The focus should be less on whether your cracking could or couldn’t be attributed to sinkhole activity and more on getting whatever is causing the damage resolved. Under Florida law, an insurance company must not only determine whether it is a sinkhole, but also whether or not there is an alternative cause for the damage (e.g. organic soils, clayey soils, construction defects). You may find yourself in a situation where you are presenting minimal evidence of sinkhole activity, but the claim has to be paid because the engineering firm cannot determine the cause of the damage with any reasonable degree of specificity.

Have a burning question you’d like to ask about sinkholes? Let us know.

What To Do About a Failed Sinkhole Repair

My home was repaired for sinkhole settlement about two years ago. I was relatively happy with the repairs, although it took forever to complete. But now I’m noticing additional cracking in places where we had damage before and some other places as well. What should I do?

I would notify your insurance company immediately – not necessarily because you are in danger, but because you want to put them on notice as soon as you find damage. It is not uncommon for homes repaired by sinkhole damage to have subsequent damage and sometimes even worsen over time. Depending on how bad the damage is, the insurance company may do additional tests or evaluate the home with other engineers.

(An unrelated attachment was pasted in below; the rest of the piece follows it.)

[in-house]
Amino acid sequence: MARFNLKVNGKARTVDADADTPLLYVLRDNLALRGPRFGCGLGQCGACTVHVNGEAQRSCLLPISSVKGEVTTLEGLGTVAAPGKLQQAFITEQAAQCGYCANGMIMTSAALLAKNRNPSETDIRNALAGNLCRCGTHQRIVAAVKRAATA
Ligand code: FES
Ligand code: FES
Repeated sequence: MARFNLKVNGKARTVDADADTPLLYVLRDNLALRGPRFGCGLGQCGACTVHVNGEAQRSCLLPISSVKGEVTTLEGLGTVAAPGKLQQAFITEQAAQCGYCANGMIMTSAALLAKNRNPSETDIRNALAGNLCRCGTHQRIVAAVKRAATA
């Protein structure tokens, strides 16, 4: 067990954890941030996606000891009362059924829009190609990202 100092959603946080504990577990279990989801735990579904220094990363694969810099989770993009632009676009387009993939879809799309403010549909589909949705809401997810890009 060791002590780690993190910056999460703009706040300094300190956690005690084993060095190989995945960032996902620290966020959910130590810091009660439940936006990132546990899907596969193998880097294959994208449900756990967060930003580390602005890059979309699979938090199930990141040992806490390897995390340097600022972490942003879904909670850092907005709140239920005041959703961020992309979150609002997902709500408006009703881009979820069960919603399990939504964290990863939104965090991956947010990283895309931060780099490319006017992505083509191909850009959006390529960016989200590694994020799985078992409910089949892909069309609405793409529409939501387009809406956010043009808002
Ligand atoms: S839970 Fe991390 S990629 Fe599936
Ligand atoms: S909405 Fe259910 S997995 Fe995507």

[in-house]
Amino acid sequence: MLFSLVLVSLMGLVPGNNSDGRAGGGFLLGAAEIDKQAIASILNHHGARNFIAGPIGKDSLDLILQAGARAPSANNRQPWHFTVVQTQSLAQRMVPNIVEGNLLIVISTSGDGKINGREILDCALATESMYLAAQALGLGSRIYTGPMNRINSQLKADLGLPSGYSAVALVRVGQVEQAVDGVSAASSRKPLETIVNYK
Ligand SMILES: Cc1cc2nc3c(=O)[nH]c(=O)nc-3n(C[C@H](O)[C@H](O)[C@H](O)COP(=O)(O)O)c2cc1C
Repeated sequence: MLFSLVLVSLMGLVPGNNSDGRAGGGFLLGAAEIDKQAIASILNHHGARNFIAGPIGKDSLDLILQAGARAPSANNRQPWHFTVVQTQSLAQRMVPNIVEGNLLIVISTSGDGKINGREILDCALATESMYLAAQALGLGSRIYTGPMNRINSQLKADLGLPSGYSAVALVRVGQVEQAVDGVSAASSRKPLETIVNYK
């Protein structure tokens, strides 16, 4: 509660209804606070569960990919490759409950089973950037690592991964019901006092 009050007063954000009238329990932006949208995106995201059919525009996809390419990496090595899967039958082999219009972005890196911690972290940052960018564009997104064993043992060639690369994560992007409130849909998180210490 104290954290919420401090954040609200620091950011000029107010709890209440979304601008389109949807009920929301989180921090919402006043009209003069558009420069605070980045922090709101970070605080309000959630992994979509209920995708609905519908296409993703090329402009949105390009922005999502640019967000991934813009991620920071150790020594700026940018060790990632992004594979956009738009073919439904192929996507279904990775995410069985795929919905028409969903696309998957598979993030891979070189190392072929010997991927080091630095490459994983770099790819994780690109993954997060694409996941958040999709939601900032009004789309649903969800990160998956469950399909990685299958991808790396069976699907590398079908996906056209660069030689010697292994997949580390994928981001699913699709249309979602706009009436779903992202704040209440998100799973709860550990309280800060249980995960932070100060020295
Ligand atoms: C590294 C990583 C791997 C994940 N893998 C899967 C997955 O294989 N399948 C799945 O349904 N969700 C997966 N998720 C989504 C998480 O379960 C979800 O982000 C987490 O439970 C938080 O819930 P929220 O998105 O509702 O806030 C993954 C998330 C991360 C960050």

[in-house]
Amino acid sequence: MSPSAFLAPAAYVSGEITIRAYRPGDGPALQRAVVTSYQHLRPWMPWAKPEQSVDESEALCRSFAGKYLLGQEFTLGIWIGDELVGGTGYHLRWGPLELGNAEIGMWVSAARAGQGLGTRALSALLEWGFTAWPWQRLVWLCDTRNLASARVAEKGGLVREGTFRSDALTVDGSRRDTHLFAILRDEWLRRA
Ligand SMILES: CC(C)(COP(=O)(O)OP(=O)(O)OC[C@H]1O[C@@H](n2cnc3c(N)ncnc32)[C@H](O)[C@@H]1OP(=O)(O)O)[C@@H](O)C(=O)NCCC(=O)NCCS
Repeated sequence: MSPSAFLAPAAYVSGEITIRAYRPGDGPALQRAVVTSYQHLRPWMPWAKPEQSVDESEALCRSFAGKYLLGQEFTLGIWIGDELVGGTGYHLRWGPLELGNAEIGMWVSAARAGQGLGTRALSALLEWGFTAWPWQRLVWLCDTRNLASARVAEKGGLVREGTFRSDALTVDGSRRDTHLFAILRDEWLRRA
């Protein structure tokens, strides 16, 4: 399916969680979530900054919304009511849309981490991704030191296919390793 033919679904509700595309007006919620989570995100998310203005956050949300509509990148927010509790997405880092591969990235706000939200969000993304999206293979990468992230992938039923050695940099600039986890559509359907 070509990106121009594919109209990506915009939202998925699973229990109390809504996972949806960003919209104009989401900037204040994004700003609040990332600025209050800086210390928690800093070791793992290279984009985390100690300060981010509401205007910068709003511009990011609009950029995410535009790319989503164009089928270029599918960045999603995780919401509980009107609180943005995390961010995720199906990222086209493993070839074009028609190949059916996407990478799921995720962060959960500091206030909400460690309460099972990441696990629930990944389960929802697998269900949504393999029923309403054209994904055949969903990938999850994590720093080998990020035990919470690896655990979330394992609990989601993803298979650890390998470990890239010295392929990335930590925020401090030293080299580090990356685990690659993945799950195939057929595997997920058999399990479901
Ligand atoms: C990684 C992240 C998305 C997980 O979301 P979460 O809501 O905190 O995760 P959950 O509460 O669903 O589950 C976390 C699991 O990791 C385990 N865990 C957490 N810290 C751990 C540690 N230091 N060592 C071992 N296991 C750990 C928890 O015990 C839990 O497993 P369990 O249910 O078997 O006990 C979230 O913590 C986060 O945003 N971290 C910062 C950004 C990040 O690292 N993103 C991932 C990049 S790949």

This process can get complicated because some sinkhole repairs are only done to stabilize the home and have done nothing for sinkhole activity elsewhere on the property. There are cases where the home, after being repaired, is declared a “total loss” or a “failed repair.” If this happens, you still have rights under the policy and may be able to get additional coverage amounts for the new damage.

If, however, the home is declared a failed repair, you may be entitled to the limits of your policy, regardless of how much was paid to repair your house. (Read my blog post, The Failed Sinkhole Repair, to learn more.)

The sinkhole laws in Florida are very favorable to the insureds and place the burden of repairing the home properly on the insurance company, even if you signed the construction contract. In 2005, the Florida State Legislature made a big push for people to repair their sinkhole-damaged homes. The downside of that for insurance companies was that more houses got repaired, which increased the number of failed repairs. When that occurred, more people were able to make second claims, many of which forced the insurance company to pay their limits again.